Nonprofit businesses play important roles in the communities where they function, combining elements of business strategy and management with the mission of fulfilling a public need. If you own a nonprofit business and can't make it succeed or simply feel that it's time to move on, you can't sell it the way you could sell a traditional business. However, you still have several sale options available.
Selling a nonprofit business is fundamentally different from selling a conventional business because of the special privileges that nonprofits enjoy. In particular, nonprofits have special federal and state tax exemptions. This means that both the organization's directors and the general public have stakes in a nonprofit's assets. Selling a nonprofit may also remove an essential service that members of the community have come to rely on, which complicates the ethics of the sale process even further.
Several different types of organizations may step in to buy a nonprofit business. They include other nonprofits, which can make the purchase to expand their operations or use the nonprofit's assets to strengthen their fundraising, outreach, recruitment and general operations. Conventional for-profit businesses may also buy nonprofits, operating them as independent, nonprofit organizations or assuming them under the for-profit business and using their assets to make money.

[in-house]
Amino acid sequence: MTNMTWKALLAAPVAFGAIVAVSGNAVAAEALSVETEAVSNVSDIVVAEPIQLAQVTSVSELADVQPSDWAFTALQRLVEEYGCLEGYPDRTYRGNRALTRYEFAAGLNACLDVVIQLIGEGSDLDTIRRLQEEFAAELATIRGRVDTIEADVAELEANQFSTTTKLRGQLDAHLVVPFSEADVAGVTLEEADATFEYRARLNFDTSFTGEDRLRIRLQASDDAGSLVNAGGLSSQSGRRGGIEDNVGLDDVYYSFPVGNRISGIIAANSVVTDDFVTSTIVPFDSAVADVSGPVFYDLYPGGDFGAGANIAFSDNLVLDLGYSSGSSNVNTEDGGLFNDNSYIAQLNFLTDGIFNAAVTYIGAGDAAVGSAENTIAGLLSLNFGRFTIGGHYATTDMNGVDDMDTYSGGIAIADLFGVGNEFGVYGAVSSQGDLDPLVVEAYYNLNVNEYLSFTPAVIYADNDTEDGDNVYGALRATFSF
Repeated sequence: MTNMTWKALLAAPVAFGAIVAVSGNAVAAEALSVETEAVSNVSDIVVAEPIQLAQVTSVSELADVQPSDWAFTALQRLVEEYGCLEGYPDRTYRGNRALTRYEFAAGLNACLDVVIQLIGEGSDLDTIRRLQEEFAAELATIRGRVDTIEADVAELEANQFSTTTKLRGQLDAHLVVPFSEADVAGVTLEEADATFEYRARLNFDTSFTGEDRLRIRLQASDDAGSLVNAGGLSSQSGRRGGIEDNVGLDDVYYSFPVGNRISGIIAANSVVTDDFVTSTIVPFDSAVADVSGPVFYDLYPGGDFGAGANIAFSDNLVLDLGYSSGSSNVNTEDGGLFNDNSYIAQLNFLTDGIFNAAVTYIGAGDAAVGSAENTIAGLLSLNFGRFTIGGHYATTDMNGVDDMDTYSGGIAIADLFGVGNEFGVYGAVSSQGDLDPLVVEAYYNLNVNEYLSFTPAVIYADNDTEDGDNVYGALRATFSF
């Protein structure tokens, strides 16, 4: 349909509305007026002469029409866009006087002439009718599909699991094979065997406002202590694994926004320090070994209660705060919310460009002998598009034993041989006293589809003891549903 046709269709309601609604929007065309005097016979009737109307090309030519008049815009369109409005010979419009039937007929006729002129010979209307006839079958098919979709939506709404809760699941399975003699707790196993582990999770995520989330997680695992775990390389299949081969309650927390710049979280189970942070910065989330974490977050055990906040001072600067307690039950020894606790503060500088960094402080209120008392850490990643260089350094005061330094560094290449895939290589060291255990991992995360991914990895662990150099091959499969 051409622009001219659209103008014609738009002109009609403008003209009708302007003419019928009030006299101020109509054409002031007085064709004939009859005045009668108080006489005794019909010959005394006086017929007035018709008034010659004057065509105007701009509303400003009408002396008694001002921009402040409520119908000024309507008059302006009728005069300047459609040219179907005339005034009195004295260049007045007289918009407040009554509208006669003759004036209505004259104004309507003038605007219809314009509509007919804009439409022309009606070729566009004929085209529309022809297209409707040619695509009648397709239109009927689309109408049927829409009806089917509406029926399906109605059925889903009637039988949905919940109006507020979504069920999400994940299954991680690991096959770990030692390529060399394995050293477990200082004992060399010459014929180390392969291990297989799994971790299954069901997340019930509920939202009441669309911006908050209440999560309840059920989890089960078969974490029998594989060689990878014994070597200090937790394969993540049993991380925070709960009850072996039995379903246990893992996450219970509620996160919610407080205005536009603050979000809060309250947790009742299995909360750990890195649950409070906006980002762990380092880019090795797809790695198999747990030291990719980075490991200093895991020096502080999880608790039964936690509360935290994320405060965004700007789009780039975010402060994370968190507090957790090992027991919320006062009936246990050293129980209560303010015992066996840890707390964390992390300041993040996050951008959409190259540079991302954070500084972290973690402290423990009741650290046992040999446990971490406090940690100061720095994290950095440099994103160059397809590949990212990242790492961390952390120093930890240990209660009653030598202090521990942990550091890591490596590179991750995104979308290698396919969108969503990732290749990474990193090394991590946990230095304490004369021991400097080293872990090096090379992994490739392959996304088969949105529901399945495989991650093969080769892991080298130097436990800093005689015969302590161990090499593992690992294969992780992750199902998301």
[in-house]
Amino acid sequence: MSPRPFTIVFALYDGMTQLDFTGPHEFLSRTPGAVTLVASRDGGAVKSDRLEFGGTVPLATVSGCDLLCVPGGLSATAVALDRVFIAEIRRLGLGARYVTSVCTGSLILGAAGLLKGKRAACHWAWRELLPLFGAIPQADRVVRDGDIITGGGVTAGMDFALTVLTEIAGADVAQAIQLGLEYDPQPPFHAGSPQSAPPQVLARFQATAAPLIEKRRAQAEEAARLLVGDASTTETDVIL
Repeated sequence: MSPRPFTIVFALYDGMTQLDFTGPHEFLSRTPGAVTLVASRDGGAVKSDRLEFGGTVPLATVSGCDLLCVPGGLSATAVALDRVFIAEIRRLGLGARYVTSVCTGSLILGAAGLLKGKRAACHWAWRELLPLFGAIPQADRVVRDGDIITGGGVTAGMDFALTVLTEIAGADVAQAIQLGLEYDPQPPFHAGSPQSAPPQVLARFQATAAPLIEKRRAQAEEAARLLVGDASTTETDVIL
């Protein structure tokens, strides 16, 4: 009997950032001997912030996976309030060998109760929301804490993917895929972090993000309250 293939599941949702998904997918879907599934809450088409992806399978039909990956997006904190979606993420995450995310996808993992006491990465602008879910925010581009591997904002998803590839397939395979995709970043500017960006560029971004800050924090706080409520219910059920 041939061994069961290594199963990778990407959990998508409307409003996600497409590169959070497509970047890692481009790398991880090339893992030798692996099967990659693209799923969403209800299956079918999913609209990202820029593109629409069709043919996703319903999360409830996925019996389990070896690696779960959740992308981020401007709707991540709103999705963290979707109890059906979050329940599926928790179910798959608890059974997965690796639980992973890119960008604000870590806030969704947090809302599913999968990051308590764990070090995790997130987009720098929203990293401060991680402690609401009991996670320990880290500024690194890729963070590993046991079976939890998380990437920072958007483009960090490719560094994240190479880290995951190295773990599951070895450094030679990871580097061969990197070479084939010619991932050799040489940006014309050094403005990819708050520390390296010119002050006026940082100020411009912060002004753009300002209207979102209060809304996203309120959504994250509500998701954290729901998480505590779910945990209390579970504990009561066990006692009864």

Each state has its own regulations for selling a nonprofit business. The process typically involves the state's courts and an overview of the nonprofit's assets, its status in the community and the impact of the proposed sale. This process can take many months to complete. It includes court review of information such as endowments, which donors may only have given under the condition that the nonprofit remain a nonprofit for a certain length of time. The Internal Revenue Service monitors the sale of nonprofits that seek to retain their nonprofit status, ensuring that the money they bring in won't benefit any single individual. The sale process for a nonprofit requires both the owner and prospective buyer to be patient and remain committed to the transaction.
To avoid the lengthy court process of selling a nonprofit directly, you can pursue an alternative method by first transitioning your nonprofit into a for-profit business. State laws regulate this process as well and require the forfeiture of tax exemptions, which may make the nonprofit a less appealing target for buyers. However, once your nonprofit reestablishes itself as a conventional business it will be much easier to sell to an interested business or individual buyer.